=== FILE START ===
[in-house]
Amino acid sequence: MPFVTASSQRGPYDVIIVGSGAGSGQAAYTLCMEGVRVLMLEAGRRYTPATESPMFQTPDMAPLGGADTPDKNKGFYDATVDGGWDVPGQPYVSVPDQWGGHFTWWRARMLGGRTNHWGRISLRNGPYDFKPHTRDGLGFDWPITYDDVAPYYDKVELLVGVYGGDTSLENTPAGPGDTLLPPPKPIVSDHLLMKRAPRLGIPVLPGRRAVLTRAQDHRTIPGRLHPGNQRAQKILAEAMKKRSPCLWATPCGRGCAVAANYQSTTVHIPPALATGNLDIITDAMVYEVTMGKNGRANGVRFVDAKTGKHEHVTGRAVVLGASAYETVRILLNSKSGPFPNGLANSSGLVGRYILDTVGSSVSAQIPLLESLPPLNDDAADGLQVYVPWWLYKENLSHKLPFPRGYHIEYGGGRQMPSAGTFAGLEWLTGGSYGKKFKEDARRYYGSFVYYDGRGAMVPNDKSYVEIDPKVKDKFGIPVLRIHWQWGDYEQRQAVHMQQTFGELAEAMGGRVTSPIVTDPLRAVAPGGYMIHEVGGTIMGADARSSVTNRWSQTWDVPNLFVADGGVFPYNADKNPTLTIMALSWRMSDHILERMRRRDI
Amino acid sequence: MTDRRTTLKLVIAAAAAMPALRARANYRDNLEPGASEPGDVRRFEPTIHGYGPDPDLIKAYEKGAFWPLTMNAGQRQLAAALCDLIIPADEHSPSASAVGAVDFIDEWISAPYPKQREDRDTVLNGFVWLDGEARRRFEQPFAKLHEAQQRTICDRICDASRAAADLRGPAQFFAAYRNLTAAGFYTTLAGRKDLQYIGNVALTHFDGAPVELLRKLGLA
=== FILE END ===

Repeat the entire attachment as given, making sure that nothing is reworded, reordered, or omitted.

[in-house]
Amino acid sequence: MPFVTASSQRGPYDVIIVGSGAGSGQAAYTLCMEGVRVLMLEAGRRYTPATESPMFQTPDMAPLGGADTPDKNKGFYDATVDGGWDVPGQPYVSVPDQWGGHFTWWRARMLGGRTNHWGRISLRNGPYDFKPHTRDGLGFDWPITYDDVAPYYDKVELLVGVYGGDTSLENTPAGPGDTLLPPPKPIVSDHLLMKRAPRLGIPVLPGRRAVLTRAQDHRTIPGRLHPGNQRAQKILAEAMKKRSPCLWATPCGRGCAVAANYQSTTVHIPPALATGNLDIITDAMVYEVTMGKNGRANGVRFVDAKTGKHEHVTGRAVVLGASAYETVRILLNSKSGPFPNGLANSSGLVGRYILDTVGSSVSAQIPLLESLPPLNDDAADGLQVYVPWWLYKENLSHKLPFPRGYHIEYGGGRQMPSAGTFAGLEWLTGGSYGKKFKEDARRYYGSFVYYDGRGAMVPNDKSYVEIDPKVKDKFGIPVLRIHWQWGDYEQRQAVHMQQTFGELAEAMGGRVTSPIVTDPLRAVAPGGYMIHEVGGTIMGADARSSVTNRWSQTWDVPNLFVADGGVFPYNADKNPTLTIMALSWRMSDHILERMRRRDI
Amino acid sequence: MTDRRTTLKLVIAAAAAMPALRARANYRDNLEPGASEPGDVRRFEPTIHGYGPDPDLIKAYEKGAFWPLTMNAGQRQLAAALCDLIIPADEHSPSASAVGAVDFIDEWISAPYPKQREDRDTVLNGFVWLDGEARRRFEQPFAKLHEAQQRTICDRICDASRAAADLRGPAQFFAAYRNLTAAGFYTTLAGRKDLQYIGNVALTHFDGAPVELLRKLGLA